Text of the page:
David Grande, MD, MPH, MPA, (’05) published an op-ed in the Philadelphia Inquirer (September 16) supporting Philadelphia Mayor Michael Nutter’s decision not to accept funding from the soft drink industry lobby to fund an anti-obesity program. “If the city’s Department of Public Health accepts soda industry money, making public programs dependent on that money, you can bet those programs will become bargaining chips in future political fights. Can we really believe that such programs wouldn’t be vulnerable if the city passed a soda tax?” Grande asked in the op-ed, “Big Soda Won’t Solve Obesity Problem.”
New strategies to guide interventions for those experiencing clinical depression are discussed in an article on the Prevention Action website examining research by Katie McLaughlin, PhD, (’08). Internet- and technology-based intervention is an emerging field that could hold promise for new universal strategies. It is relatively inexpensive and does not rely on trained professionals, and these approaches allow interventions to be delivered exactly as they are intended to be. “Evidence suggests that Internet-based approaches to intervention delivery can be as effective as those delivered by clinicians and can reach substantial numbers of people for low cost,” said McLaughlin.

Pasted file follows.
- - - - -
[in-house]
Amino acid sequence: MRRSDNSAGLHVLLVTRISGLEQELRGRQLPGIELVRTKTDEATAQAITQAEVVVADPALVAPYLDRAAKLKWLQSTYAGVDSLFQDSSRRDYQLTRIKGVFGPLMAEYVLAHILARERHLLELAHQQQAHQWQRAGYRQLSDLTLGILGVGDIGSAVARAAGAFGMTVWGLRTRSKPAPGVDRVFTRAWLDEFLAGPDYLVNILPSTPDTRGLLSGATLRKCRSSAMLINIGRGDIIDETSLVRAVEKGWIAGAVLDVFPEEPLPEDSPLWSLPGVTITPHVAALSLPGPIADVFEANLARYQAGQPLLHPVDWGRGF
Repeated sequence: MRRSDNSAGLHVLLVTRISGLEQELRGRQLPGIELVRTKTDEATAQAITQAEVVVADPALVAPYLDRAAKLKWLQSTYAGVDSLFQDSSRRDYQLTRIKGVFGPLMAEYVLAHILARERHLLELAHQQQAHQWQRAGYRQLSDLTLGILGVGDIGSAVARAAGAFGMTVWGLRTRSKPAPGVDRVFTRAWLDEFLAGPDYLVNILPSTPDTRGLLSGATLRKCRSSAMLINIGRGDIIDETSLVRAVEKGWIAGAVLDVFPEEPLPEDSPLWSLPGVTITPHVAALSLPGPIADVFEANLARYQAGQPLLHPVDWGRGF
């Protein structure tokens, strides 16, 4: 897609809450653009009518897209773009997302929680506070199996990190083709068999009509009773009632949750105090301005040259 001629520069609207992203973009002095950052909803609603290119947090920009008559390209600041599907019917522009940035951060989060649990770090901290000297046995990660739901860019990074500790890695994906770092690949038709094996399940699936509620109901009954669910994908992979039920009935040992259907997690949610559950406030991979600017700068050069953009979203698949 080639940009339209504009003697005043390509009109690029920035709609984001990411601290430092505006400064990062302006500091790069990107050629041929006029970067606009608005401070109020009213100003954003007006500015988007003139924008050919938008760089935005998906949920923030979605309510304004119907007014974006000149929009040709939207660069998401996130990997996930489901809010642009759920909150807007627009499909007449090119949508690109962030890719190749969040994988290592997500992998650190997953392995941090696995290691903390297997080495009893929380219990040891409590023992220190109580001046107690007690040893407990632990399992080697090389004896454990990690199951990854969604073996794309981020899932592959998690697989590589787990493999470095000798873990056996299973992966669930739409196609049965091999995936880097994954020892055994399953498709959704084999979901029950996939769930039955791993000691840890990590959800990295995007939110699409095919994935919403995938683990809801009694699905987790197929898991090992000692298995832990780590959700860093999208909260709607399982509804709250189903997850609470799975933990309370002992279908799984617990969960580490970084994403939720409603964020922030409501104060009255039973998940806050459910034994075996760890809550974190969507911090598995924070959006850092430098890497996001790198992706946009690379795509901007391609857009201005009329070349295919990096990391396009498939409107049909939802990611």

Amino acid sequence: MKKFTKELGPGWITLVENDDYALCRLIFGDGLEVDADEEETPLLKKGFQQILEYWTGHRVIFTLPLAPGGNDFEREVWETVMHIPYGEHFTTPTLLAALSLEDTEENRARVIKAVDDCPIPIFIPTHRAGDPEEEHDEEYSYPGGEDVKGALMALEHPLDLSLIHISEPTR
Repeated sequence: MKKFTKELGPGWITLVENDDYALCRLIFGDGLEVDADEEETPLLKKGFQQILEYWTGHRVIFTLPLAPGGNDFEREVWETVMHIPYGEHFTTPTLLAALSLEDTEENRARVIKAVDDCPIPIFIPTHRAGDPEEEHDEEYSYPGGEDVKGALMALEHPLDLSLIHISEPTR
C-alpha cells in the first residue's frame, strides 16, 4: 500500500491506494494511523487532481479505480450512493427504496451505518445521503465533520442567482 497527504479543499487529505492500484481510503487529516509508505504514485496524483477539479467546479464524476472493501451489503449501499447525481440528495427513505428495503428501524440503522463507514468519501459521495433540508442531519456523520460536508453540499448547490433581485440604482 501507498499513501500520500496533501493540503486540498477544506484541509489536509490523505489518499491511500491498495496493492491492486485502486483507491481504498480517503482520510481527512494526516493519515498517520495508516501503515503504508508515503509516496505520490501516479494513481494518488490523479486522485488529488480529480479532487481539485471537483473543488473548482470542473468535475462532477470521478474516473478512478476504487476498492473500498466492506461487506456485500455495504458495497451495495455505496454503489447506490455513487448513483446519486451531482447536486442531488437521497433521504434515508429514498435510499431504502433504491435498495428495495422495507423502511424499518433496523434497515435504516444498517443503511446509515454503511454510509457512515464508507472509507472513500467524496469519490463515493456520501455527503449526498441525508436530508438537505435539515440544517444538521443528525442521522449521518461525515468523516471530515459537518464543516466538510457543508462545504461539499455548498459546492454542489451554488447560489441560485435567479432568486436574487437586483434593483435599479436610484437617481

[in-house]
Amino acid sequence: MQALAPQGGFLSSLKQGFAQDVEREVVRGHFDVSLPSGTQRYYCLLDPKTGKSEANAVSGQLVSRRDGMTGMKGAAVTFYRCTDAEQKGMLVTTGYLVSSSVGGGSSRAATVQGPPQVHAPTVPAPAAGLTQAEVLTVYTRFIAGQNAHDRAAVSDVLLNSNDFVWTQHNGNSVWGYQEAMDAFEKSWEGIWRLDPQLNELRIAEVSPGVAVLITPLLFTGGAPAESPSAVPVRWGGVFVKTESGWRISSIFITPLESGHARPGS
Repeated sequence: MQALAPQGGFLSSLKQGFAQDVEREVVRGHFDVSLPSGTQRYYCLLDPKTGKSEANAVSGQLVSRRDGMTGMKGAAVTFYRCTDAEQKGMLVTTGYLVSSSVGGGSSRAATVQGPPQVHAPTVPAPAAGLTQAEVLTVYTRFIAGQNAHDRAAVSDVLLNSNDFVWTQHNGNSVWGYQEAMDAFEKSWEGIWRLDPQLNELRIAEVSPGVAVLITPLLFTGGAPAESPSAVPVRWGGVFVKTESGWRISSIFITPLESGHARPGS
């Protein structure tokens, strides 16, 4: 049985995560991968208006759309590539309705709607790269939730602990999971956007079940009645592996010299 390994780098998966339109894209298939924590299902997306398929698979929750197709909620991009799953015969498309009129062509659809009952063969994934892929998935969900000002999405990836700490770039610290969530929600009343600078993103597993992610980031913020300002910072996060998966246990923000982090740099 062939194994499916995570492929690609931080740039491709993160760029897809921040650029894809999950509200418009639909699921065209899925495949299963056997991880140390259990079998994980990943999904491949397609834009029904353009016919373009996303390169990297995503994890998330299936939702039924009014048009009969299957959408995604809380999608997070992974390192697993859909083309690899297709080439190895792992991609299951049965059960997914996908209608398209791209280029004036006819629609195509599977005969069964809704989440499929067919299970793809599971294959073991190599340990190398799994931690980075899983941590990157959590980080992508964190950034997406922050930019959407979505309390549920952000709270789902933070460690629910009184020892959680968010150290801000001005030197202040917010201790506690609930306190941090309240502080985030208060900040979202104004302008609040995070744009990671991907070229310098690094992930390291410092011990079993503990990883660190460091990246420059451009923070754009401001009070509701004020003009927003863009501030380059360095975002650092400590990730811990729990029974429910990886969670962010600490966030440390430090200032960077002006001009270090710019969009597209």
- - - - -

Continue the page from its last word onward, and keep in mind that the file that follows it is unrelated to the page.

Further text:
Wizdom Powell, PhD, MPH, MS, (’05) has been chosen for the prestigious White House Fellows program. The nonpartisan program is designed to offer hands-on, up-close experience in government, with participants working at senior levels of the Executive Branch of the federal government. According to the White House, “Selected individuals typically spend a year working as a full-time, paid fellow to senior White House staff, Cabinet Secretaries, and other top-ranking government officials. Fellows also participate in an education program consisting of roundtable discussions with renowned leaders from the private and public sectors, and trips to study U.S. policy in action both domestically and internationally.” Powell will spend her fellowship at the U.S. Department of Defense. She is currently on leave from her post as an assistant professor of health behavior and health education at the University of North Carolina (UNC) at Chapel Hill’s Gillings School of Global Public Health, and from her faculty position at the UNC Lineberger Comprehensive Cancer Center. Powell’s research focuses on the impact of neighborhood, health care, and socioeconomic resources on racial health disparities; she has focused particularly on health disparities among African American men.